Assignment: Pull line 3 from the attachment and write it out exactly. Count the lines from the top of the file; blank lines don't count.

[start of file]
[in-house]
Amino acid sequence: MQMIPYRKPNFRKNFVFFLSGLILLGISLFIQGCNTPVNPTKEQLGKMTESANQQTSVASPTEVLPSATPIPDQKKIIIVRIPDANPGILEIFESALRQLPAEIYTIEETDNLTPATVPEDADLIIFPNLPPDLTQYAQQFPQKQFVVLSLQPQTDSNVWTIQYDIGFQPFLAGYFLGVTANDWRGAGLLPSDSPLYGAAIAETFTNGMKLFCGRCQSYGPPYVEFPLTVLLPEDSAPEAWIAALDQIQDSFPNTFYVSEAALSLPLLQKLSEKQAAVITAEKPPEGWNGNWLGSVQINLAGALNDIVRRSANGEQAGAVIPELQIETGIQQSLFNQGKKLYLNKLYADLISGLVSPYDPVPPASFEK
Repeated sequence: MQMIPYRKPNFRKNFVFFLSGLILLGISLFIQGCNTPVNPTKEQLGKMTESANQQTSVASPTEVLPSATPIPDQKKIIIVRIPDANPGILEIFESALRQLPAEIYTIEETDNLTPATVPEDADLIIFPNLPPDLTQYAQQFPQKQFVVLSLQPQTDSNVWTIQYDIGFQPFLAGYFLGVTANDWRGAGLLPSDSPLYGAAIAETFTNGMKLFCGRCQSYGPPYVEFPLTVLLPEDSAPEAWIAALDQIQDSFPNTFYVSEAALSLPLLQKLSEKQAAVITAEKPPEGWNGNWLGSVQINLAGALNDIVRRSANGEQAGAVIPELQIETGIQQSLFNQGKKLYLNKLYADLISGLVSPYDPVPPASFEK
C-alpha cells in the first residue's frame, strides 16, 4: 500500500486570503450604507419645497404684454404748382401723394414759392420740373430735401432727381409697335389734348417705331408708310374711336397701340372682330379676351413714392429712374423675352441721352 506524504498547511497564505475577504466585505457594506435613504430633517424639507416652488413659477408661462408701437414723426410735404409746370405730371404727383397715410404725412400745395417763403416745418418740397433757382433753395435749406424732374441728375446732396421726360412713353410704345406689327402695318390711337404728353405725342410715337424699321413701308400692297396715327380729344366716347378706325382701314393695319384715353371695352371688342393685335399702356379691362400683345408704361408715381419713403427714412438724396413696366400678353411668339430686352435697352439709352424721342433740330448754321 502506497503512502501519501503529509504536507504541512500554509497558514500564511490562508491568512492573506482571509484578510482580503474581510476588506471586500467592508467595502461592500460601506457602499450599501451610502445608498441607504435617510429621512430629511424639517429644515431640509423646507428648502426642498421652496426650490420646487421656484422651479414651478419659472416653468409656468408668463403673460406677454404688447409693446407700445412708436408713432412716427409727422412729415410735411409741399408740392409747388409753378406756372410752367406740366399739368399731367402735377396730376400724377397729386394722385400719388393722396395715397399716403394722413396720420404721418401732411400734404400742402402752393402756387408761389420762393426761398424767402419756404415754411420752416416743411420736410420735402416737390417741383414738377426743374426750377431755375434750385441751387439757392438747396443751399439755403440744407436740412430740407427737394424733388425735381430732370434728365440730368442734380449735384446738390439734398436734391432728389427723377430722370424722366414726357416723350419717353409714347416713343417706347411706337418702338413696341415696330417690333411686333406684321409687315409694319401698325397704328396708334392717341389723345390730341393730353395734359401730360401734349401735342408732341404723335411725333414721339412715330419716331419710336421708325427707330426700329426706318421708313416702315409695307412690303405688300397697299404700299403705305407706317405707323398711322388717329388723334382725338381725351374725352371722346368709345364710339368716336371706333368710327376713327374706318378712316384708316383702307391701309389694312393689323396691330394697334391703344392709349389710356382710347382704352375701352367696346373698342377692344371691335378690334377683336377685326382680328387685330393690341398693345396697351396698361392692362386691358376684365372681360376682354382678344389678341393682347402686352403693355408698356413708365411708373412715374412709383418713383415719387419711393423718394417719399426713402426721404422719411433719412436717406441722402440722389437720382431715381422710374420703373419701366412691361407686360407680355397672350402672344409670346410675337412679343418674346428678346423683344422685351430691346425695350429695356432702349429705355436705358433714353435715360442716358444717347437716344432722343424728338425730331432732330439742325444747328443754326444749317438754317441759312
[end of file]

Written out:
Repeated sequence: MQMIPYRKPNFRKNFVFFLSGLILLGISLFIQGCNTPVNPTKEQLGKMTESANQQTSVASPTEVLPSATPIPDQKKIIIVRIPDANPGILEIFESALRQLPAEIYTIEETDNLTPATVPEDADLIIFPNLPPDLTQYAQQFPQKQFVVLSLQPQTDSNVWTIQYDIGFQPFLAGYFLGVTANDWRGAGLLPSDSPLYGAAIAETFTNGMKLFCGRCQSYGPPYVEFPLTVLLPEDSAPEAWIAALDQIQDSFPNTFYVSEAALSLPLLQKLSEKQAAVITAEKPPEGWNGNWLGSVQINLAGALNDIVRRSANGEQAGAVIPELQIETGIQQSLFNQGKKLYLNKLYADLISGLVSPYDPVPPASFEK